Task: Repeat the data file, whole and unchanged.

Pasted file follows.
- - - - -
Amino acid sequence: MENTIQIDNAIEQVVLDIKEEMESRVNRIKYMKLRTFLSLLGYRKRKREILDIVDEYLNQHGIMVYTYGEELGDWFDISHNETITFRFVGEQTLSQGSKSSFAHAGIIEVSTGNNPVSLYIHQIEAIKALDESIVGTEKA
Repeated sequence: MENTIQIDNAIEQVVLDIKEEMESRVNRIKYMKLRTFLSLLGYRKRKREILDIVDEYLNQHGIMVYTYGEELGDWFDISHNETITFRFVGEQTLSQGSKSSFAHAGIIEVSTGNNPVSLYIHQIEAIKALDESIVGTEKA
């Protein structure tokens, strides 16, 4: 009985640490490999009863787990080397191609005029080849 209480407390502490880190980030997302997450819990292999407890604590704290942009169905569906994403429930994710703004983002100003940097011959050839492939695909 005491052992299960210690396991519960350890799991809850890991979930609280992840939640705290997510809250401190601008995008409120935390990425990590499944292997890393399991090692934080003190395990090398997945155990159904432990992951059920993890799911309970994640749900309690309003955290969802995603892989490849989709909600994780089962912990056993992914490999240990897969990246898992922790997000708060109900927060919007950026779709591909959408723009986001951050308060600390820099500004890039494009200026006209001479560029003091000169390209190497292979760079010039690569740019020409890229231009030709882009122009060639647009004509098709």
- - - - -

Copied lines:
Amino acid sequence: MENTIQIDNAIEQVVLDIKEEMESRVNRIKYMKLRTFLSLLGYRKRKREILDIVDEYLNQHGIMVYTYGEELGDWFDISHNETITFRFVGEQTLSQGSKSSFAHAGIIEVSTGNNPVSLYIHQIEAIKALDESIVGTEKA
Repeated sequence: MENTIQIDNAIEQVVLDIKEEMESRVNRIKYMKLRTFLSLLGYRKRKREILDIVDEYLNQHGIMVYTYGEELGDWFDISHNETITFRFVGEQTLSQGSKSSFAHAGIIEVSTGNNPVSLYIHQIEAIKALDESIVGTEKA
């Protein structure tokens, strides 16, 4: 009985640490490999009863787990080397191609005029080849 209480407390502490880190980030997302997450819990292999407890604590704290942009169905569906994403429930994710703004983002100003940097011959050839492939695909 005491052992299960210690396991519960350890799991809850890991979930609280992840939640705290997510809250401190601008995008409120935390990425990590499944292997890393399991090692934080003190395990090398997945155990159904432990992951059920993890799911309970994640749900309690309003955290969802995603892989490849989709909600994780089962912990056993992914490999240990897969990246898992922790997000708060109900927060919007950026779709591909959408723009986001951050308060600390820099500004890039494009200026006209001479560029003091000169390209190497292979760079010039690569740019020409890229231009030709882009122009060639647009004509098709």